# % # % # % # %
Adams 5,552 53.87% 4,644 45.14% 101 0.99% 898 8.73% 10,287
Ashland 5,399 64.49% 2,820 33.68% 153 1.83% 2,579 30.81% 8,372
Barron 10,890 47.99% 11,443 50.43% 359 1.58% -553 -2.44% 22,692
Bayfield 6,033 61.64% 3,603 36.81% 152 1.55% 2,430 24.83% 9,788
Brown 62,526 48.50% 64,836 50.29% 1,566 1.21% -2,310 -1.79% 128,928
Buffalo 3,570 50.72% 3,364 47.79% 105 1.49% 206 2.93% 7,039
Burnett 3,986 45.94% 4,550 52.44% 141 1.62% -564 -6.50% 8,677
Calumet 11,489 43.49% 14,539 55.03% 392 1.48% -3,050 -11.54% 26,420
Chippewa 15,237 49.26% 15,322 49.53% 373 1.21% -85 -0.27% 30,932
Clark 6,172 44.72% 7,412 53.71% 217 1.57% -1,240 -8.99% 13,801
Columbia 17,175 56.23% 13,026 42.64% 345 1.13% 4,149 13.59% 30,546
Crawford 4,629 59.22% 3,067 39.24% 121 1.54% 1,562 19.98% 7,817
Dane 216,071 71.03% 83,644 27.50% 4,466 1.47% 132,427 43.53% 304,181
Dodge 18,762 42.17% 25,211 56.67% 515 1.16% -6,449 -14.50% 44,488
Door 9,357 52.95% 8,121 45.96% 193 1.09% 1,236 6.99% 17,671
Douglas 14,863 64.92% 7,705 33.66% 326 1.42% 7,158 31.26% 22,894
Dunn 11,316 51.46% 10,224 46.49% 452 2.05% 1,092 4.97% 21,992
Eau Claire 30,666 55.95% 23,256 42.43% 884 1.62% 7,410 13.52% 54,806
Florence 953 36.30% 1,645 62.67% 27 1.03% -692 -26.37% 2,625
Fond du Lac 22,379 41.91% 30,355 56.84% 668 1.25% -7,976 -14.93% 53,402
Forest 2,425 52.17% 2,172 46.73% 51 1.10% 253 5.44% 4,648
Grant 13,594 56.06% 10,255 42.29% 399 1.65% 3,339 13.77% 24,248
Green 11,206 58.00% 7,857 40.66% 259 1.34% 3,349 17.34% 19,322
Green Lake 3,793 39.20% 5,782 59.76% 100 1.04% -1,989 -20.56% 9,675
Iowa 8,105 64.66% 4,287 34.20% 142 1.14% 3,818 30.46% 12,534
Iron 1,784 49.12% 1,790 49.28% 58 1.60% -6 -0.16% 3,632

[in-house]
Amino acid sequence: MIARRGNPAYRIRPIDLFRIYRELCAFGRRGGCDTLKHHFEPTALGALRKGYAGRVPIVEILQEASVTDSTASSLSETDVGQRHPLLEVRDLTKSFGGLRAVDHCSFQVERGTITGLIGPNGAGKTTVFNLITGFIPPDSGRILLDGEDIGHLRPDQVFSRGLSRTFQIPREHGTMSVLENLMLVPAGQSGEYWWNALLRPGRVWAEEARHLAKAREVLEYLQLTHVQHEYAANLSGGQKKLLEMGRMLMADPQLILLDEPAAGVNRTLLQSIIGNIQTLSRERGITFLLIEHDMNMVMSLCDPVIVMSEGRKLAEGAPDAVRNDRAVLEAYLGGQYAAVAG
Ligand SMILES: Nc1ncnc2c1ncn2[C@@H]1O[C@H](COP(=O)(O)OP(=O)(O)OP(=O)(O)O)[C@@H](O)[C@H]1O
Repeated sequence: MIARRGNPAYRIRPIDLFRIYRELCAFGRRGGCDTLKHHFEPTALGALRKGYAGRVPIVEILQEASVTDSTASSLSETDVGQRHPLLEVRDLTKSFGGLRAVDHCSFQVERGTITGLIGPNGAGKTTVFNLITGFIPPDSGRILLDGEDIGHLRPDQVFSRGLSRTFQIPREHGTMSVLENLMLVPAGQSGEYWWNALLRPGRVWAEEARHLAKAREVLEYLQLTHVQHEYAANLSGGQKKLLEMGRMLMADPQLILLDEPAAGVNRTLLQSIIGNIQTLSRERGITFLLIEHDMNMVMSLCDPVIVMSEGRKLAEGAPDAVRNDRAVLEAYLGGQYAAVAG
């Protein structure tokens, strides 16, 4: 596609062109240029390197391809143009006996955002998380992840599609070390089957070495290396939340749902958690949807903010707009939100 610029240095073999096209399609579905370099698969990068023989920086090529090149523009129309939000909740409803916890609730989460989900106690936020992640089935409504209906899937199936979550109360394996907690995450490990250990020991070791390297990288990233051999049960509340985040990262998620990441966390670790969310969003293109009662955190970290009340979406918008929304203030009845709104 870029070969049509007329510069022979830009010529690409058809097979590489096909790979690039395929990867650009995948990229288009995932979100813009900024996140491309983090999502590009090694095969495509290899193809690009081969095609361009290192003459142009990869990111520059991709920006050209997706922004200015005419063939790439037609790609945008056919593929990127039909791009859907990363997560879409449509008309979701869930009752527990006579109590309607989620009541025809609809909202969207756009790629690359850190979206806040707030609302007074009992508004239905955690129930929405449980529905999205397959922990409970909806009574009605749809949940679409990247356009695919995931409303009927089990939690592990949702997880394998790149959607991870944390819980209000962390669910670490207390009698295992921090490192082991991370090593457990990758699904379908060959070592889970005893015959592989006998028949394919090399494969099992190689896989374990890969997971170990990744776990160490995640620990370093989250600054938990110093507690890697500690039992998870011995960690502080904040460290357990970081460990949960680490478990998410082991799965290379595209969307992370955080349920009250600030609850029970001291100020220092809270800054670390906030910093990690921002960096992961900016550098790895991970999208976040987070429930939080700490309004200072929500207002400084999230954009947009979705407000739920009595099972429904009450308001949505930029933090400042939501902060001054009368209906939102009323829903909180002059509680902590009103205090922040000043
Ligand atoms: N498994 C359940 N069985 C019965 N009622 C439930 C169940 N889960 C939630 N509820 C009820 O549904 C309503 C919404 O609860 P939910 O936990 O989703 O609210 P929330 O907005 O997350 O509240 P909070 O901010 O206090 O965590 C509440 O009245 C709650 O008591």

Jackson 5,298 56.89% 3,900 41.88% 115 1.23% 1,398 15.01% 9,313
Jefferson 20,158 45.52% 23,517 53.11% 606 1.37% -3,359 -7.59% 44,281
Juneau 6,242 52.78% 5,411 45.75% 174 1.47% 831 7.03% 11,827
Kenosha 44,867 55.46% 34,977 43.24% 1,053 1.30% 9,890 12.22% 80,897
Kewaunee 5,153 46.69% 5,747 52.07% 137 1.24% -594 -5.38% 11,037
La Crosse 36,693 57.82% 25,751 40.58% 1,018 1.60% 10,942 17.24% 63,462
Lafayette 4,536 57.04% 3,314 41.68% 102 1.28% 1,222 15.36% 7,952
Langlade 4,573 43.47% 5,816 55.29% 130 1.24% -1,243 -11.82% 10,519
Lincoln 7,563 49.70% 7,455 48.99% 198 1.31% 108 0.71% 15,216
Manitowoc 20,403 47.88% 21,604 50.69% 610 1.43% -1,201 -2.81% 42,617
Marathon 32,363 46.32% 36,617 52.41% 882 1.27% -4,254 -6.09% 69,862
Marinette 9,882 47.56% 10,619 51.11% 276 1.33% -737 -3.55% 20,777
Marquette 4,014 49.52% 3,992 49.25% 99 1.23% 22 0.27% 8,105
Menominee 1,191 86.49% 179 13.00% 7 0.51% 1,012 73.49% 1,377
Milwaukee 332,438 67.49% 154,924 31.45% 5,214 1.06% 177,514 36.04% 492,576
Monroe 9,515 48.83% 9,675 49.65% 295 1.52% -160 -0.82% 19,485
Oconto 8,865 44.64% 10,741 54.09% 253 1.27% -1,876 -9.45% 19,859
Oneida 10,452 48.27% 10,917 50.42% 283 1.31% -465 -2.15% 21,652
Outagamie 45,659 48.27% 47,372 50.08% 1,565 1.65% -1,713 -1.81% 94,596
Ozaukee 19,159 34.32% 36,077 64.63% 581 1.05% -16,918 -30.31% 55,817
Pepin 1,876 50.72% 1,794 48.50% 29 0.78% 82 2.22% 3,699
Pierce 10,235 48.69% 10,397 49.46% 388 1.85% -162 -0.77% 21,020
Polk 10,073 44.62% 12,094 53.58% 406 1.80% -2,021 -8.96% 22,573